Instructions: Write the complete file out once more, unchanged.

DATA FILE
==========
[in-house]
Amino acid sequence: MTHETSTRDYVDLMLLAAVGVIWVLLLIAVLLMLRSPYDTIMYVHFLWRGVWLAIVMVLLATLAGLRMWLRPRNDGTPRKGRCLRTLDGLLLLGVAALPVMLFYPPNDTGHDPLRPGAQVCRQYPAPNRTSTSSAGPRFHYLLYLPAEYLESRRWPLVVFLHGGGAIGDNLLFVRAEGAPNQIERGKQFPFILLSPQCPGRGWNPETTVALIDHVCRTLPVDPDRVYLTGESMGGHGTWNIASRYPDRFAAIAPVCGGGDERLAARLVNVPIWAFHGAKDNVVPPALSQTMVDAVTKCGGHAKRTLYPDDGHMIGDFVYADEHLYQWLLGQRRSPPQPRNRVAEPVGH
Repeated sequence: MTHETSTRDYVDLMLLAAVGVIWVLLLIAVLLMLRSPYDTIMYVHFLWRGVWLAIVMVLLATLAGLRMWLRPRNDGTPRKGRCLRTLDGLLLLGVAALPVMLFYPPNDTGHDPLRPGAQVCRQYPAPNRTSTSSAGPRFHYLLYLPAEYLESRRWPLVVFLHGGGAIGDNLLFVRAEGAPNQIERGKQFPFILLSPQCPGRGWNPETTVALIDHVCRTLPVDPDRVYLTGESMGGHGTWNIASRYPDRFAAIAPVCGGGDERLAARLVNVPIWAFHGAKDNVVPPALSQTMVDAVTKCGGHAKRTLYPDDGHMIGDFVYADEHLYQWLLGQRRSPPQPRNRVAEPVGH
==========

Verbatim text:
[in-house]
Amino acid sequence: MTHETSTRDYVDLMLLAAVGVIWVLLLIAVLLMLRSPYDTIMYVHFLWRGVWLAIVMVLLATLAGLRMWLRPRNDGTPRKGRCLRTLDGLLLLGVAALPVMLFYPPNDTGHDPLRPGAQVCRQYPAPNRTSTSSAGPRFHYLLYLPAEYLESRRWPLVVFLHGGGAIGDNLLFVRAEGAPNQIERGKQFPFILLSPQCPGRGWNPETTVALIDHVCRTLPVDPDRVYLTGESMGGHGTWNIASRYPDRFAAIAPVCGGGDERLAARLVNVPIWAFHGAKDNVVPPALSQTMVDAVTKCGGHAKRTLYPDDGHMIGDFVYADEHLYQWLLGQRRSPPQPRNRVAEPVGH
Repeated sequence: MTHETSTRDYVDLMLLAAVGVIWVLLLIAVLLMLRSPYDTIMYVHFLWRGVWLAIVMVLLATLAGLRMWLRPRNDGTPRKGRCLRTLDGLLLLGVAALPVMLFYPPNDTGHDPLRPGAQVCRQYPAPNRTSTSSAGPRFHYLLYLPAEYLESRRWPLVVFLHGGGAIGDNLLFVRAEGAPNQIERGKQFPFILLSPQCPGRGWNPETTVALIDHVCRTLPVDPDRVYLTGESMGGHGTWNIASRYPDRFAAIAPVCGGGDERLAARLVNVPIWAFHGAKDNVVPPALSQTMVDAVTKCGGHAKRTLYPDDGHMIGDFVYADEHLYQWLLGQRRSPPQPRNRVAEPVGH